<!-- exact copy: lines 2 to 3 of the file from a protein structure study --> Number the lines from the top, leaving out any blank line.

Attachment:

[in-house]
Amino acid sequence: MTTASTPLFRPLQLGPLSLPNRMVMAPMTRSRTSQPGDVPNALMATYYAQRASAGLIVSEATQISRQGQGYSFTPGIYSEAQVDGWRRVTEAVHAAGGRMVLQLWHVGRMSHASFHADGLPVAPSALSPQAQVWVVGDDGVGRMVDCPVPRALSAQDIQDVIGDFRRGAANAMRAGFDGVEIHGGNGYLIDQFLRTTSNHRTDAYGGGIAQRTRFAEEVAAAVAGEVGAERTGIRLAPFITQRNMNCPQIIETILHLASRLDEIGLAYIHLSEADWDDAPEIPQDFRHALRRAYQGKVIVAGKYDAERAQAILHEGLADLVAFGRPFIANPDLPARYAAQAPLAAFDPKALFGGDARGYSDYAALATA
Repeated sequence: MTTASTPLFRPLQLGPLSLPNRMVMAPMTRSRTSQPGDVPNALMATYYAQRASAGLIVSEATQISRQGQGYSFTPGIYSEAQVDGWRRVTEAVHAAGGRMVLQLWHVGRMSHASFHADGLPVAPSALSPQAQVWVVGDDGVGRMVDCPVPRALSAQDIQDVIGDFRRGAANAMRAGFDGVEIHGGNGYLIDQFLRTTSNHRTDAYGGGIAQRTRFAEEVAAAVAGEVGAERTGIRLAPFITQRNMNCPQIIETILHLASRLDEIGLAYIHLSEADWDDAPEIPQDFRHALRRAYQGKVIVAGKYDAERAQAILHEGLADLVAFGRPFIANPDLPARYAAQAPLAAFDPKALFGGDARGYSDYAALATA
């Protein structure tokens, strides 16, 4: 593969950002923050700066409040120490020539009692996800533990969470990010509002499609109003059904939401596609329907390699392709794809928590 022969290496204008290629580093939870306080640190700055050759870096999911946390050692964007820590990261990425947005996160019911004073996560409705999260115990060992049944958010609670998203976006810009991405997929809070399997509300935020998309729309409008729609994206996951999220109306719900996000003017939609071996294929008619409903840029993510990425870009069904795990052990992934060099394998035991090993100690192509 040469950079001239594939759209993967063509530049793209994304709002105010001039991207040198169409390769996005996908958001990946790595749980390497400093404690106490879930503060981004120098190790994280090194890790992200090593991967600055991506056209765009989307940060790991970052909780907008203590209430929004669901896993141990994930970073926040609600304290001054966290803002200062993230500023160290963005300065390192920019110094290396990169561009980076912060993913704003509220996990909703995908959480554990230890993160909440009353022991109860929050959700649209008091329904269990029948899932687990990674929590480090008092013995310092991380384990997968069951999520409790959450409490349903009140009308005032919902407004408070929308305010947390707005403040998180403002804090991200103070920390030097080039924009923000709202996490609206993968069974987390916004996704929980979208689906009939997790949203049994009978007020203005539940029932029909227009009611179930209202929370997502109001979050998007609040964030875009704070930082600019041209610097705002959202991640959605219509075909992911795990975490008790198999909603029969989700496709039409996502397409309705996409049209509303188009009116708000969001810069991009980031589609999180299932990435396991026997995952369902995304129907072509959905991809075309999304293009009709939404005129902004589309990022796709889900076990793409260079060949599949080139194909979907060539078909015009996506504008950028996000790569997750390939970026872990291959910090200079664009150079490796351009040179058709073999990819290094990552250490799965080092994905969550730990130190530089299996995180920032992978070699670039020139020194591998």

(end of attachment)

Amino acid sequence: MTTASTPLFRPLQLGPLSLPNRMVMAPMTRSRTSQPGDVPNALMATYYAQRASAGLIVSEATQISRQGQGYSFTPGIYSEAQVDGWRRVTEAVHAAGGRMVLQLWHVGRMSHASFHADGLPVAPSALSPQAQVWVVGDDGVGRMVDCPVPRALSAQDIQDVIGDFRRGAANAMRAGFDGVEIHGGNGYLIDQFLRTTSNHRTDAYGGGIAQRTRFAEEVAAAVAGEVGAERTGIRLAPFITQRNMNCPQIIETILHLASRLDEIGLAYIHLSEADWDDAPEIPQDFRHALRRAYQGKVIVAGKYDAERAQAILHEGLADLVAFGRPFIANPDLPARYAAQAPLAAFDPKALFGGDARGYSDYAALATA
Repeated sequence: MTTASTPLFRPLQLGPLSLPNRMVMAPMTRSRTSQPGDVPNALMATYYAQRASAGLIVSEATQISRQGQGYSFTPGIYSEAQVDGWRRVTEAVHAAGGRMVLQLWHVGRMSHASFHADGLPVAPSALSPQAQVWVVGDDGVGRMVDCPVPRALSAQDIQDVIGDFRRGAANAMRAGFDGVEIHGGNGYLIDQFLRTTSNHRTDAYGGGIAQRTRFAEEVAAAVAGEVGAERTGIRLAPFITQRNMNCPQIIETILHLASRLDEIGLAYIHLSEADWDDAPEIPQDFRHALRRAYQGKVIVAGKYDAERAQAILHEGLADLVAFGRPFIANPDLPARYAAQAPLAAFDPKALFGGDARGYSDYAALATA